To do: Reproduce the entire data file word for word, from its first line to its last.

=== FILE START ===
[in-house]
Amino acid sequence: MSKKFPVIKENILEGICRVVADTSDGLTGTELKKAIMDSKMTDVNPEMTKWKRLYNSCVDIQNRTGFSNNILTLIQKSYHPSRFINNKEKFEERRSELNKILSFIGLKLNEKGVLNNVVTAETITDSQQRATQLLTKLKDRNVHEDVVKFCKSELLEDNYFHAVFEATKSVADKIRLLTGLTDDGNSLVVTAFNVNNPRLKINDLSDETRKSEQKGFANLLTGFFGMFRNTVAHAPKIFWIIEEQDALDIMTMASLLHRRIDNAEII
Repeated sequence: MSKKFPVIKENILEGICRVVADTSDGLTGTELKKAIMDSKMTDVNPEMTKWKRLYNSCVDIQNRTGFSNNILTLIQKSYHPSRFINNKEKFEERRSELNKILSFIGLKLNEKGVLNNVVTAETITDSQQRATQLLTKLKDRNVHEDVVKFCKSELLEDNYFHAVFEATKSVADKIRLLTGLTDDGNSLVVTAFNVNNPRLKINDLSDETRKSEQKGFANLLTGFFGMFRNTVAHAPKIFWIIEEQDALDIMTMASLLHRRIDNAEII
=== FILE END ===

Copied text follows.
[in-house]
Amino acid sequence: MSKKFPVIKENILEGICRVVADTSDGLTGTELKKAIMDSKMTDVNPEMTKWKRLYNSCVDIQNRTGFSNNILTLIQKSYHPSRFINNKEKFEERRSELNKILSFIGLKLNEKGVLNNVVTAETITDSQQRATQLLTKLKDRNVHEDVVKFCKSELLEDNYFHAVFEATKSVADKIRLLTGLTDDGNSLVVTAFNVNNPRLKINDLSDETRKSEQKGFANLLTGFFGMFRNTVAHAPKIFWIIEEQDALDIMTMASLLHRRIDNAEII
Repeated sequence: MSKKFPVIKENILEGICRVVADTSDGLTGTELKKAIMDSKMTDVNPEMTKWKRLYNSCVDIQNRTGFSNNILTLIQKSYHPSRFINNKEKFEERRSELNKILSFIGLKLNEKGVLNNVVTAETITDSQQRATQLLTKLKDRNVHEDVVKFCKSELLEDNYFHAVFEATKSVADKIRLLTGLTDDGNSLVVTAFNVNNPRLKINDLSDETRKSEQKGFANLLTGFFGMFRNTVAHAPKIFWIIEEQDALDIMTMASLLHRRIDNAEII